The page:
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Milestones:Two-Way Police Radio Communication, 1933 - GHN: IEEE Global History Network
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Milestones:Two-Way Police Radio Communication, 1933

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26th Street and Avenue C, Bayonne, New Jersey, U.S.A.
 
26th Street and Avenue C, Bayonne, New Jersey, U.S.A.
 
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[[Category:Land mobile radio|Police]] [[Category:Communications|Police]] [[Category:Radio communication|Police]]
  
 
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Latest revision as of 17:08, 5 April 2012

Two-Way Police Radio Communication, 1933

Bayonne, NJ Dedicated May 1987 - IEEE North Jersey Section

In 1933, the police department in Bayonne, New Jersey initiated regular two-way communications with its patrol cars, a major advance over previous one-way systems. The very high frequency system developed by radio engineer Frank A. Gunther and station operator Vincent J. Doyle placed transmitters in patrol cars to enable patrolmen to communicate with headquarters and other cars instead of just receiving calls. Two-way police radio became standard throughout the country following the success of the Bayonne system.

The plaque can be viewed in Bayonne, New Jersey, in the municipal park at the corner of 26th St. and Ave. C.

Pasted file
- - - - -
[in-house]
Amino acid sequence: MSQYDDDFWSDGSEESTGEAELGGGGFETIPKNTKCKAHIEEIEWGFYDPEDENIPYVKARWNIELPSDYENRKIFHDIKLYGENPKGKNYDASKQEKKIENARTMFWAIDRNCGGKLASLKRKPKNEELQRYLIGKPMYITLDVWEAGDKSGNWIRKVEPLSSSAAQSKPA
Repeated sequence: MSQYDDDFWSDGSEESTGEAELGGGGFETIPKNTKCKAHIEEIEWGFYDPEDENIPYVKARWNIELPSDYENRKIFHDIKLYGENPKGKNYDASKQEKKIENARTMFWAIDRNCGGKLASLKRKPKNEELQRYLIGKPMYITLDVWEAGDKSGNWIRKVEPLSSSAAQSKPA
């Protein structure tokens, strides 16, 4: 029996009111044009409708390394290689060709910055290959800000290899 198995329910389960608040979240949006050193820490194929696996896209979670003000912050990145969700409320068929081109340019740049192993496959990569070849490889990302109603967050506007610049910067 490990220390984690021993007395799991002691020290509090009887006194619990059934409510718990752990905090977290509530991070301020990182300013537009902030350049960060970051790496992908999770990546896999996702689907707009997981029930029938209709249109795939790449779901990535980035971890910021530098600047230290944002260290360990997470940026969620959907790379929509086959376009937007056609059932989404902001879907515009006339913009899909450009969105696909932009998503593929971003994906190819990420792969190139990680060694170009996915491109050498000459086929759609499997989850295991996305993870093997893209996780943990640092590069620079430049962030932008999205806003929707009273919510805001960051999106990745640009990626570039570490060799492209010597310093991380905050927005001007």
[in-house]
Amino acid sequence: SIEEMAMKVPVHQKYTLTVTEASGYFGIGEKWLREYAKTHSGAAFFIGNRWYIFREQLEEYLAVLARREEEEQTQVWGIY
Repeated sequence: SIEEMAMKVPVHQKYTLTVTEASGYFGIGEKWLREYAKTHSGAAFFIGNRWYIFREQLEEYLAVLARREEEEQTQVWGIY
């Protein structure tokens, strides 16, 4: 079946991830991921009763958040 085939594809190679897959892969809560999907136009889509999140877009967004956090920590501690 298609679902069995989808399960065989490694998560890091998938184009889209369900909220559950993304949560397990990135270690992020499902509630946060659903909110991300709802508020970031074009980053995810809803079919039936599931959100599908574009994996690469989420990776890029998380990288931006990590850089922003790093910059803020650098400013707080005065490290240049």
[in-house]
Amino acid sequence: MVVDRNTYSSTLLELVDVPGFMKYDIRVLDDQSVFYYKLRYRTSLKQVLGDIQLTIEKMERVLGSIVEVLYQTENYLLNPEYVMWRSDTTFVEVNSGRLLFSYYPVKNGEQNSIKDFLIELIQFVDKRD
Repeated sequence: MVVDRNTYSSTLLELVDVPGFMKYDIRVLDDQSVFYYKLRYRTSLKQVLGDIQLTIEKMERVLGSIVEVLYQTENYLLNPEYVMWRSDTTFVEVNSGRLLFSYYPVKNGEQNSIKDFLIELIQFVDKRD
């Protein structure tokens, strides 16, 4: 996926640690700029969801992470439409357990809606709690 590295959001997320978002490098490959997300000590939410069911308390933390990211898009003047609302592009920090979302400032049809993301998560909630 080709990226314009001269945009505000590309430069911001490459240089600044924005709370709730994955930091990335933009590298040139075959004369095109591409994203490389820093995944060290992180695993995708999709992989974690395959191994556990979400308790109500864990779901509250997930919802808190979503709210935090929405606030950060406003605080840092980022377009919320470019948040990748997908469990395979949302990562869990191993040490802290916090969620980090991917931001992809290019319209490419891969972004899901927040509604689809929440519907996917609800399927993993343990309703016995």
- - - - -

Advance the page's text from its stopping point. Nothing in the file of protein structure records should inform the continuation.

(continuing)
In March 1933, the first two-way AM mobile radio was installed in a patrol car of the Bayonne Police Department. The system was designed by Lieutenant Vincent J. Doyle of the Bayonne Police and radio engineer Frank Gunther. Through the use of a combined transmitter and receiver in the patrol car, the two-way system allowed communication between patrol cars and with the police station.

The Bayonne system was developed less than five years after the deployment of the one-way AM mobile-radio system by the Detroit Police Department. On April 7, 1928, the Detroit Police commenced regular one-way radio communication with its patrol cars, using a system developed by Patrolman Kenneth Cox and Robert L. Batts, an engineering student. This system proved the practicality of land-mobile radio for police work and led to its adoption throughout the county.

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